Why We Suspect Krishna Was on a Keto Diet

But first, pass the butter

Disclaimer: This column does not promote keto diets. This is a fictional interpretation and a figment of the writer’s imagination. We respect the faith of Krishna-bhakts and wish you good health (unless you choose to follow a keto-diet and ruin it yourself). Hare Krishna!


A few millennia after Kanha raided kitchens of Nandgaon for soft balls of melt-in-your-mouth dairy fat, Keto-dieters are slathering pale-yellow salted slabs of butter on roasted veggies, meats, sausages, eggs and what have you. Would you veto the keto? Here's why we suspect Krishna didn't. 



He believes there's no such thing as too much butter

He scooped out balls of butter; they snack on buttercream bombs. He egged his friends on to steal butter from pots hanging high above the kitchen larder; they have a free pass to steal butter from the refrigerator. 

Not milk, not ice-cream, not sugar-free dairy desserts, they all have lactose, a sugar, which in-turn is a carb, and anathema for keto-diets. This high-fat, adequate-protein and low-carb diet forces the body to burn fat instead of carbs. Which makes butter the ideal fat. Why? Because butter has zero carbs and 11 grams of fat per tablespoon. And while we lay out the butter and cream, let's turn our attention to the folklore around the Blue God.

Makhan was his go-to food. He’s a butter-smeared prankster and cherub with a taste for the creamy fat that bubbled up when his mother and the other Gopis churned milk. And he encouraged the Gopals and Gopis to enjoy the wonders of life, listen to his music, drink copious amounts of milk and eat butter. Here’s a delicious little tale from Bhagavat Purana, where one day, little Krishna gazes at the full moon and begins to cry. The Gopikas try to calm him down with goodies, 

“Do you want some Kheer Krishna?” 

No, says the petulant child 

“Some yoghurt?”

No, he bawls

“Some cheese?” 

NO. I want some freshly churned condensed butter! 

“What do you mean by condensed butter, Kanha?”

Pointing his chubby fingers at the moon, little Krishna says “I want that freshly churned condensed butter.”

Yashodha has to quickly intervene to diffuse the situation.



He loves and protects his cows because happy grass-fed cows make the best…

Butter! Yes, this dairy fat gets a thumbs up from keto-ites, but not just any butter. Table butter that comes out of a packet is great for your health, said no one ever! If you’re following a keto diet and presumably eating a fair share of the fat, go look for grass-fed butter. Why? Because butter churned from the milk of grass-fed cows has a high content of good fats (remember omega-3?) and beta carotene. It’s the best kind of butter there is! Picture this—happy cows merrily chomping on fresh green grass, mesmerized by the lilting music of a flute being played by their lovable cowherd. Aspirational organic, free-range food goals today, but a way of life for Nandgoan and its butter-loving residents a few millennia ago!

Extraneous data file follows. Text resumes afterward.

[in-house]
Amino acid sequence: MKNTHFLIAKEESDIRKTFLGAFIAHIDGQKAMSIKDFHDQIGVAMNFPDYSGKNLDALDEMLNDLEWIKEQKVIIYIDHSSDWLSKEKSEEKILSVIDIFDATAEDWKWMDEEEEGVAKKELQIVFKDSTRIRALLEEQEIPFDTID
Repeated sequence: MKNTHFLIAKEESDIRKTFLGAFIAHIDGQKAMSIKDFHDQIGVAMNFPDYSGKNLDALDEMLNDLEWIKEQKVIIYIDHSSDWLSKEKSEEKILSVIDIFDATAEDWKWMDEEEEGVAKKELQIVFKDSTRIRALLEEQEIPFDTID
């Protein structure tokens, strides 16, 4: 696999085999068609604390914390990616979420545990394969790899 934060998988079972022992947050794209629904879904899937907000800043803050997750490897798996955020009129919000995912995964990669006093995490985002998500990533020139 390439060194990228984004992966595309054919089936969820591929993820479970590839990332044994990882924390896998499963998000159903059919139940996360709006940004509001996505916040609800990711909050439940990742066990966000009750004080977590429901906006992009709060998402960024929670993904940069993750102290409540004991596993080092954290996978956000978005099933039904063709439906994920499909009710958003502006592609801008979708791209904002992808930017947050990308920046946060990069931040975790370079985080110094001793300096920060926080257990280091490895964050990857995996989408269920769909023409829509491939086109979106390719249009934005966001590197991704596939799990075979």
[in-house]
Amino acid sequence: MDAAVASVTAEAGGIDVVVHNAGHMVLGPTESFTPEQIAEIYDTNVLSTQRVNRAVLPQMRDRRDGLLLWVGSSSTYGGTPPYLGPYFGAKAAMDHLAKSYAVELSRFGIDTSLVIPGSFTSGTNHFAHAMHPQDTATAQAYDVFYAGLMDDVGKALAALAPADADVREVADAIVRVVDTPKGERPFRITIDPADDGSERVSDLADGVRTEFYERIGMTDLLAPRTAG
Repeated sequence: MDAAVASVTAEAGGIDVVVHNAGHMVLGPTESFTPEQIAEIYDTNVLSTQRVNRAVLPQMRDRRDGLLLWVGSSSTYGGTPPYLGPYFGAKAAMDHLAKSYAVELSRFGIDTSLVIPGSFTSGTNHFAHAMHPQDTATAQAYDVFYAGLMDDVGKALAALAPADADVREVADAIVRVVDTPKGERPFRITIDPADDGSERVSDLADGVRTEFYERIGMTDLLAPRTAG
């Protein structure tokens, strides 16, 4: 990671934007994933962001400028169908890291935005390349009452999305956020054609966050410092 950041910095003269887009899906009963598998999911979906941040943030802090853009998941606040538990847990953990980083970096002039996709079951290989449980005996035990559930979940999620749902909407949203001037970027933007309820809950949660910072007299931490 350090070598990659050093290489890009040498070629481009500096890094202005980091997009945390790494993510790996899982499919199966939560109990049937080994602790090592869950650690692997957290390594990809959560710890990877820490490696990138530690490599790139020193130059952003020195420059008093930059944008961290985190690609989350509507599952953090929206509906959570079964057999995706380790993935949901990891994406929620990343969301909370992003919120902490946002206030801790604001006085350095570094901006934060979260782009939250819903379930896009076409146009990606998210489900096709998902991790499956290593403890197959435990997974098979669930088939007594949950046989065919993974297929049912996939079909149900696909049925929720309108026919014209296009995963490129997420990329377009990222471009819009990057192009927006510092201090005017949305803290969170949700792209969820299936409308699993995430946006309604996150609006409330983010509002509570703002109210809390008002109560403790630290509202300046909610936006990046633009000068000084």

Also read: 10 curd-based south Indian delicacies for Janmashtami


He eats one grain of rice and the universe burps in contentment

For some Keto clarity-this is a low or no carb diet. So rice is practically out of the picture. But one grain of rice is allowed. This story got us thinking if Krishna was on keto...and if he was truly the progenitor of the great Indian burp that Indian men have a sense of entitlement over. Even today in many regional Indian cultures, a loud, languid burp is a non-verbal cue to the guest, signaling a full belly and a satisfied meal.

“Why don’t you have another bowl of kheer, you absolutely mus….” 

“Buuuuurrrp”

“Ahhhh, I’m glad you enjoyed the meal”

If that's the only way to stop an effusive host after working through a mound of rice, a few side dishes, chutneys, chapatis, curries, pickle, yoghurt, kheer and a few other sundry items, so be it. But what if you’re a keto-bhakt, and most of those dishes were to vanish from your plate? (remember, only 5-10% of your meal can be carb-based!) Keto-diets train you to skip carbs, and carbs form the bulk on the Indian thali. How then should you signal your satiety? 

There’s a story of Krishna’s satisfying burp upon eating a grain of rice. 

Draupadi and her five husbands were in Vanavasa (exile), and food was scarce. One afternoon, after the Pandavas and Draupadi had finished lunch, sage Durvasa turned up at their cottage with a retinue. He expected to be served lunch and went to the river to wash up first. Now Durvasa had serious anger management issues and a petrified Draupadi who had nothing to cook with, began to weep. That’s when her good friend Krishna appeared before her, nudging her to look in the cooking pots for some scraps. All she found was a single grain of rice stuck to the bottom of a pan, which Krishna dutifully ate, and let out what could have been the first great Indian burp. This celestial burb travelled through space and time across the universe defying all laws of physics and all living beings are said to have burped with him in unison. Amusing little story, but shows the power of a teeny-tiny single grain of carbohydrate. We rest our case.

This Janmashtami, here's to a state of eternal bliss....and ahem...ketosis?!

Don't miss Chappan bhog gives us 56 reasons reasons to love Janmashthami

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